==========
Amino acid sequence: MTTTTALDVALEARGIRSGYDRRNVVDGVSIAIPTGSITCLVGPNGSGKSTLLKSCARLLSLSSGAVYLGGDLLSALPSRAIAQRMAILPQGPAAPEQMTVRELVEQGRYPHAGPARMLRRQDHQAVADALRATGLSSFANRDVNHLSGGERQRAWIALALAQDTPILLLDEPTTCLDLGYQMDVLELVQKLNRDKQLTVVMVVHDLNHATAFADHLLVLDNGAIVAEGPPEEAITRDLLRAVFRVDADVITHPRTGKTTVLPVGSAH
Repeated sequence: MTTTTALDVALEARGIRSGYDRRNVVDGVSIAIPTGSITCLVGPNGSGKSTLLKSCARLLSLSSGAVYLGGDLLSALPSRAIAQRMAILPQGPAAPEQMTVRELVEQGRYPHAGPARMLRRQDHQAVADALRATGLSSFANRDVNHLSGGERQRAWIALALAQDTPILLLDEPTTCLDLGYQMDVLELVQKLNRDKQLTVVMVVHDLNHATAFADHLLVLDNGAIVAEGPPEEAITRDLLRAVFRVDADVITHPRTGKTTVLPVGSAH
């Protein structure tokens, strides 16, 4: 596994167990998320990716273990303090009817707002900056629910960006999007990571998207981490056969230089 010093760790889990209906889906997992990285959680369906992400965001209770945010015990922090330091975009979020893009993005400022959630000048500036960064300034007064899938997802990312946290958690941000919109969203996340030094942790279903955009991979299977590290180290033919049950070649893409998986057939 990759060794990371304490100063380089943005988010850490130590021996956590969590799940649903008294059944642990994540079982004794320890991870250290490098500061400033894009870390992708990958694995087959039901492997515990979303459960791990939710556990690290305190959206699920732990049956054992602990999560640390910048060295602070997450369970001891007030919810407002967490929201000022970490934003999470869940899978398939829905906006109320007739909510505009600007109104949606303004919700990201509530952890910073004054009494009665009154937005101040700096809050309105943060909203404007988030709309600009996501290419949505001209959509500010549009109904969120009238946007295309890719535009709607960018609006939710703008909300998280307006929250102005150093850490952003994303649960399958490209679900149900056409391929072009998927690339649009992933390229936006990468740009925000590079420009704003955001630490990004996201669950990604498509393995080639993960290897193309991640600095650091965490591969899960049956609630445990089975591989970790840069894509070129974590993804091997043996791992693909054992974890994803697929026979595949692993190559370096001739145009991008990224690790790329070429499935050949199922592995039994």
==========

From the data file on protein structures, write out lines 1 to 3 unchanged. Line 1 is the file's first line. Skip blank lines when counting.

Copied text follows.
Amino acid sequence: MTTTTALDVALEARGIRSGYDRRNVVDGVSIAIPTGSITCLVGPNGSGKSTLLKSCARLLSLSSGAVYLGGDLLSALPSRAIAQRMAILPQGPAAPEQMTVRELVEQGRYPHAGPARMLRRQDHQAVADALRATGLSSFANRDVNHLSGGERQRAWIALALAQDTPILLLDEPTTCLDLGYQMDVLELVQKLNRDKQLTVVMVVHDLNHATAFADHLLVLDNGAIVAEGPPEEAITRDLLRAVFRVDADVITHPRTGKTTVLPVGSAH
Repeated sequence: MTTTTALDVALEARGIRSGYDRRNVVDGVSIAIPTGSITCLVGPNGSGKSTLLKSCARLLSLSSGAVYLGGDLLSALPSRAIAQRMAILPQGPAAPEQMTVRELVEQGRYPHAGPARMLRRQDHQAVADALRATGLSSFANRDVNHLSGGERQRAWIALALAQDTPILLLDEPTTCLDLGYQMDVLELVQKLNRDKQLTVVMVVHDLNHATAFADHLLVLDNGAIVAEGPPEEAITRDLLRAVFRVDADVITHPRTGKTTVLPVGSAH
């Protein structure tokens, strides 16, 4: 596994167990998320990716273990303090009817707002900056629910960006999007990571998207981490056969230089 010093760790889990209906889906997992990285959680369906992400965001209770945010015990922090330091975009979020893009993005400022959630000048500036960064300034007064899938997802990312946290958690941000919109969203996340030094942790279903955009991979299977590290180290033919049950070649893409998986057939 990759060794990371304490100063380089943005988010850490130590021996956590969590799940649903008294059944642990994540079982004794320890991870250290490098500061400033894009870390992708990958694995087959039901492997515990979303459960791990939710556990690290305190959206699920732990049956054992602990999560640390910048060295602070997450369970001891007030919810407002967490929201000022970490934003999470869940899978398939829905906006109320007739909510505009600007109104949606303004919700990201509530952890910073004054009494009665009154937005101040700096809050309105943060909203404007988030709309600009996501290419949505001209959509500010549009109904969120009238946007295309890719535009709607960018609006939710703008909300998280307006929250102005150093850490952003994303649960399958490209679900149900056409391929072009998927690339649009992933390229936006990468740009925000590079420009704003955001630490990004996201669950990604498509393995080639993960290897193309991640600095650091965490591969899960049956609630445990089975591989970790840069894509070129974590993804091997043996791992693909054992974890994803697929026979595949692993190559370096001739145009991008990224690790790329070429499935050949199922592995039994």